A Cure for Cobblestones
Transitions creates 10 years of mobility in Antigua
Transitions Foundation, an Antigua-based organization dedicated to supporting and empowering Guatemalans with disabilities, is celebrating the 10th anniversary of its wheelchair workshop. The workshop offers employment opportunities, currently to nine people with disabilities, and produces affordable and custom-tailored wheelchairs and mobility devices for those in need.
The workshop was rented from Raphael Alvarez in 1997 as a dream that was made a reality two years later by a group of Canadian Rotarians, carpenters, electricians and craftsmen. A Rotary International matching grant provided the funding in 2000 for technical training by Whirlwind Wheelchair International and San Francisco State University and for the purchase of the tools and equipment. Full-scale production began later that year and in 2010 Transitions is on target to make 200 chairs. More than 40 people, the majority of whom are Guatemalans with disabilities, have been trained in the workshop over its 10-year history, helping thousands of clients to achieve mobility and independent lifestyles.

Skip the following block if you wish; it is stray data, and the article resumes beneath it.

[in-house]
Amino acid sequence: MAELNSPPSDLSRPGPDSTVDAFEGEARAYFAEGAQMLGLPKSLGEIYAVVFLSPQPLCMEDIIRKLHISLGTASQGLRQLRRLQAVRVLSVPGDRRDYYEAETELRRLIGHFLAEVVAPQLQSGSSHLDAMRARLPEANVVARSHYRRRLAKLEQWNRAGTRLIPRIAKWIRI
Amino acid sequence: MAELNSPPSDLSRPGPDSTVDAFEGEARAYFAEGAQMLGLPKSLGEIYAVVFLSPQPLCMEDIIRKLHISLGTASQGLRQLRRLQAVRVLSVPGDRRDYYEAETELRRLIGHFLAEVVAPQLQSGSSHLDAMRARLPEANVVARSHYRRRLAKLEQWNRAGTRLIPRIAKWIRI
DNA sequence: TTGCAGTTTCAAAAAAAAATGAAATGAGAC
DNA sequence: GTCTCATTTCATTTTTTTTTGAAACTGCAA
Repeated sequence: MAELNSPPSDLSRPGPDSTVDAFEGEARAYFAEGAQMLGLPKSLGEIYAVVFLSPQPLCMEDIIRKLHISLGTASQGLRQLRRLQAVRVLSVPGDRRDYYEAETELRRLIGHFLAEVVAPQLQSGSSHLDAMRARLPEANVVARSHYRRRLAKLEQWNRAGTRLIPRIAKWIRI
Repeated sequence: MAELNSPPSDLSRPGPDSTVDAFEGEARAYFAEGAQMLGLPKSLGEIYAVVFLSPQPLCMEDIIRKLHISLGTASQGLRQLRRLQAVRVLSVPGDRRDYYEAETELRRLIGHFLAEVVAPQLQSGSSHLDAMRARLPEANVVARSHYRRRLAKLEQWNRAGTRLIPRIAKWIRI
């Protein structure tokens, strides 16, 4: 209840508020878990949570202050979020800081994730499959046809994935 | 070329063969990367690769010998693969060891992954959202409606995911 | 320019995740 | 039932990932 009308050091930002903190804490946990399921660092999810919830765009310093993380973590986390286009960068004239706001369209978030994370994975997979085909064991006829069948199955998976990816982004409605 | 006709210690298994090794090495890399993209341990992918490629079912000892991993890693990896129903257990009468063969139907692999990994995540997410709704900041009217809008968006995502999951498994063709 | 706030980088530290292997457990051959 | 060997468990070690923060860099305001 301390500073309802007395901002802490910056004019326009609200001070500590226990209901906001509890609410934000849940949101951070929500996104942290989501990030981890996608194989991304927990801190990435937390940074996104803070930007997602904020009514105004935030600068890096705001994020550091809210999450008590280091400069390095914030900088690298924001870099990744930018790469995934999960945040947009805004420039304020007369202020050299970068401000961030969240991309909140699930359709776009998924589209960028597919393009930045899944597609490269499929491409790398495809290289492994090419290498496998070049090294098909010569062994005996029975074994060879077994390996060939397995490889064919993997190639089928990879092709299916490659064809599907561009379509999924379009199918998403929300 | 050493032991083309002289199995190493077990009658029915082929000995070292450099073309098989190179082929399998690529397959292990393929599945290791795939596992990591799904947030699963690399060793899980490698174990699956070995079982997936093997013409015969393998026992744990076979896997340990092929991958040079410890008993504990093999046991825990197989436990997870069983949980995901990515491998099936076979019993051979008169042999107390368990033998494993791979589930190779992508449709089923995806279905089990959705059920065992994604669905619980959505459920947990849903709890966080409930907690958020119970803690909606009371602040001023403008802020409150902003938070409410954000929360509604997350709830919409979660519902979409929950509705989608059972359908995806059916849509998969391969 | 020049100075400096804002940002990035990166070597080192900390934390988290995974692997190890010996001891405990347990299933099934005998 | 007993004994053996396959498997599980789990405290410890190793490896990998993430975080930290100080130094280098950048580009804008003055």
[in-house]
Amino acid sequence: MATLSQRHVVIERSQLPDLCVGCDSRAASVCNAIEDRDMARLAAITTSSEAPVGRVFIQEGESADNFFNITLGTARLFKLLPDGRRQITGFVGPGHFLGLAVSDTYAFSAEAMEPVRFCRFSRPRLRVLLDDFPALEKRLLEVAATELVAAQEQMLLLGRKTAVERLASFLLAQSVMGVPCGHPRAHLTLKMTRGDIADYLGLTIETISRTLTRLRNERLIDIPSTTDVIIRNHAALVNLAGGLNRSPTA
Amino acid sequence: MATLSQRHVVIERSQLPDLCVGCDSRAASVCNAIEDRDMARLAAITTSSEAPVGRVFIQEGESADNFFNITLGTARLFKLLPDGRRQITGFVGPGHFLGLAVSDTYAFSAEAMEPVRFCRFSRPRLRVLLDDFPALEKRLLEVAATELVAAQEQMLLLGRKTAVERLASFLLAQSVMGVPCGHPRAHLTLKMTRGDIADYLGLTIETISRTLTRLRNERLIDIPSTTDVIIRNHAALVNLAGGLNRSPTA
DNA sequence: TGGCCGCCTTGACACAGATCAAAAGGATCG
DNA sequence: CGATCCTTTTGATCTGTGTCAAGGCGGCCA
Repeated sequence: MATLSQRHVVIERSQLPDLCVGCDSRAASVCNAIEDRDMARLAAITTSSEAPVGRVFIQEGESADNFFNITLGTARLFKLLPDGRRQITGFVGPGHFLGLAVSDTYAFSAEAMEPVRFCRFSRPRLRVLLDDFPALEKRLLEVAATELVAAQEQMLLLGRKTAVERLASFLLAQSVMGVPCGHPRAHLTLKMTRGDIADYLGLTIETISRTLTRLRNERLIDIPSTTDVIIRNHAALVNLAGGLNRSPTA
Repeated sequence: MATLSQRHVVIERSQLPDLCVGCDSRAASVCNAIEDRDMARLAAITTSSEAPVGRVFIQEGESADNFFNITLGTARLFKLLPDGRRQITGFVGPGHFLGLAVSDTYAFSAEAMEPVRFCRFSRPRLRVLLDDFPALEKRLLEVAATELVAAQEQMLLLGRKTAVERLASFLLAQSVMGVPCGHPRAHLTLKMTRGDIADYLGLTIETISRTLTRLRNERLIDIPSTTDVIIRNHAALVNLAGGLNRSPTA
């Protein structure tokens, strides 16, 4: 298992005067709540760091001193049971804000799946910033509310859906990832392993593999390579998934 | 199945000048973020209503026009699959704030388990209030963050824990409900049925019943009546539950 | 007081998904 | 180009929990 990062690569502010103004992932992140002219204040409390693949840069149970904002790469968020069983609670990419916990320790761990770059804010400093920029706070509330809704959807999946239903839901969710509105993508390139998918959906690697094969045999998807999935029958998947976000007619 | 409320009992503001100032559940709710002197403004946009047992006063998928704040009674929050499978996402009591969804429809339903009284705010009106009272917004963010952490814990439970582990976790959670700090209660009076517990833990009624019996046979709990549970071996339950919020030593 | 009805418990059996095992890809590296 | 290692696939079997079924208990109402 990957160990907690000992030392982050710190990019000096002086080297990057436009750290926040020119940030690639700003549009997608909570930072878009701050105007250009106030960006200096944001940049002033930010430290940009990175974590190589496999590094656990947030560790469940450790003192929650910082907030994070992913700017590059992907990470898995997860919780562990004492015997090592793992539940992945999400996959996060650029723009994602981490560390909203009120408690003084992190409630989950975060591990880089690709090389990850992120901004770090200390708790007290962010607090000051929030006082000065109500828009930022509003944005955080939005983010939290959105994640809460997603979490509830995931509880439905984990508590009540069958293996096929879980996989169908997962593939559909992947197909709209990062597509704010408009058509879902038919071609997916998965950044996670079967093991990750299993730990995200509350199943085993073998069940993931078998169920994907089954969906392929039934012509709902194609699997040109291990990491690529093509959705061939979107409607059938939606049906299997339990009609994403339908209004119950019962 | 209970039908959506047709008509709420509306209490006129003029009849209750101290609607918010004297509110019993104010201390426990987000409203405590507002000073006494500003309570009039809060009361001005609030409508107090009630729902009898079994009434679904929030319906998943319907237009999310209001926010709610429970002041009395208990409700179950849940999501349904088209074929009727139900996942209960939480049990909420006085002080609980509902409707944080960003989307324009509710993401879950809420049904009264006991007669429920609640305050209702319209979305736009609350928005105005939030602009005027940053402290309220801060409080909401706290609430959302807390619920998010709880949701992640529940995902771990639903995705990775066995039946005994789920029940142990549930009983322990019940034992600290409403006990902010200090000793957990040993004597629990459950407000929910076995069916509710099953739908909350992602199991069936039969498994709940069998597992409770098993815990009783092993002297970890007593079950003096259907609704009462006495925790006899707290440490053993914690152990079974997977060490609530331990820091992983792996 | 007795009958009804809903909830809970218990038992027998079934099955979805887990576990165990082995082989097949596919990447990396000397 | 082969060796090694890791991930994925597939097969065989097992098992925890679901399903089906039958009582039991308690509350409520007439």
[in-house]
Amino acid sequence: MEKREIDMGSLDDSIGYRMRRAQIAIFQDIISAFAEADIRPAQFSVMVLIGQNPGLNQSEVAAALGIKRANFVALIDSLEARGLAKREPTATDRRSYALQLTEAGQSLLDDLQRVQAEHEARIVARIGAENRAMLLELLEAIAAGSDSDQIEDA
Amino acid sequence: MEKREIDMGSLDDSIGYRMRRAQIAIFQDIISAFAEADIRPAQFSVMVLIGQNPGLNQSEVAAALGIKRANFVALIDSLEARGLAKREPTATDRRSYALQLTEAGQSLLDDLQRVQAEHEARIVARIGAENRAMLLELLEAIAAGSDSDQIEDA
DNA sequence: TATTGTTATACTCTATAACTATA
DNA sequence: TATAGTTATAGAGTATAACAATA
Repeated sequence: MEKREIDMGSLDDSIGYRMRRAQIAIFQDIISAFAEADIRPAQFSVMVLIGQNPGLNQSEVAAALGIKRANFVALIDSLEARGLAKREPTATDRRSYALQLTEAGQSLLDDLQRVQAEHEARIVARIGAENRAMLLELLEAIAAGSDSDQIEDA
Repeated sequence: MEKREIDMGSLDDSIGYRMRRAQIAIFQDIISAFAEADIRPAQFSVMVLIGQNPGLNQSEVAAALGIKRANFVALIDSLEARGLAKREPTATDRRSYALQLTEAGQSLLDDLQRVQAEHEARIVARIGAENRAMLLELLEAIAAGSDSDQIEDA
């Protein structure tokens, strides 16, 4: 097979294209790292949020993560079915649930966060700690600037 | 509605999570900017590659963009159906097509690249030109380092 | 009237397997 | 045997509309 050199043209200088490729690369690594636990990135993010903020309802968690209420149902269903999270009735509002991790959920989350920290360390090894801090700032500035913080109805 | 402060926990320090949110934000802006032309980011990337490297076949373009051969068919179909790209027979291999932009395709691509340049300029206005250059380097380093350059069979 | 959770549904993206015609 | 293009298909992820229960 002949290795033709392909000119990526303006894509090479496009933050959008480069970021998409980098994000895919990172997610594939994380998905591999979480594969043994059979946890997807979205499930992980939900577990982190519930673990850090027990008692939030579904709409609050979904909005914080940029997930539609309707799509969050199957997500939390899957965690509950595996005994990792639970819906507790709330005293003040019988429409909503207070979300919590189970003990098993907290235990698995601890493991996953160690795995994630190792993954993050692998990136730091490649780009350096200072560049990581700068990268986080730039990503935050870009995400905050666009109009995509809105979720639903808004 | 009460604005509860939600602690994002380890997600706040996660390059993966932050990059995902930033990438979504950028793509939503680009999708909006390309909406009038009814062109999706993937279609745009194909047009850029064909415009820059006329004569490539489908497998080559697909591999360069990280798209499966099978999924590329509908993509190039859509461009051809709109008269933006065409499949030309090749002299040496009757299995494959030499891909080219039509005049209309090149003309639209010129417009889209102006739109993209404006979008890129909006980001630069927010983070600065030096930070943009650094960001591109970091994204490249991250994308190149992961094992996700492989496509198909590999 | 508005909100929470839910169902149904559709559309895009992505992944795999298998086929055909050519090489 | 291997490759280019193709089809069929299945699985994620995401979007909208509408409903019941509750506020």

Engineers from the Massachusetts Institute of Technology are tapping into the workshop’s experience in production and innovation this summer to perfect and construct the internationally recognized Leveraged Freedom Wheelchair design. In August 30 chairs will be produced for local trials, making Antigua the incubator of groundbreaking innovation. Transitions is also hosting a student from Stanford University who is researching prosthetics in resource-scarce countries. The Transitions Prosthetics and Orthotics Clinic is a blossoming program that changed the lives of 36 patients in 2009.
The organization’s North American founder, John Bell, retired in March 2010, leaving the management in very capable Guatemalan hands. A $50,000 fundraising initiative was launched in April to usher the foundation through the transitional phase. To date $40,000 has been raised with high hopes of reaching the goal in August and providing stability moving forward.
Tours and Volunteering
Individuals and groups are encouraged to contact Transitions for more information about the wheelchair workshop tour schedule and weekly English Night activities. English Night offers local Guatemalans with disabilities the chance to practice their language skills and gain a cross-cultural perspective. It is also a great opportunity for Spanish students to wrap their mind around the vos form and other modismos.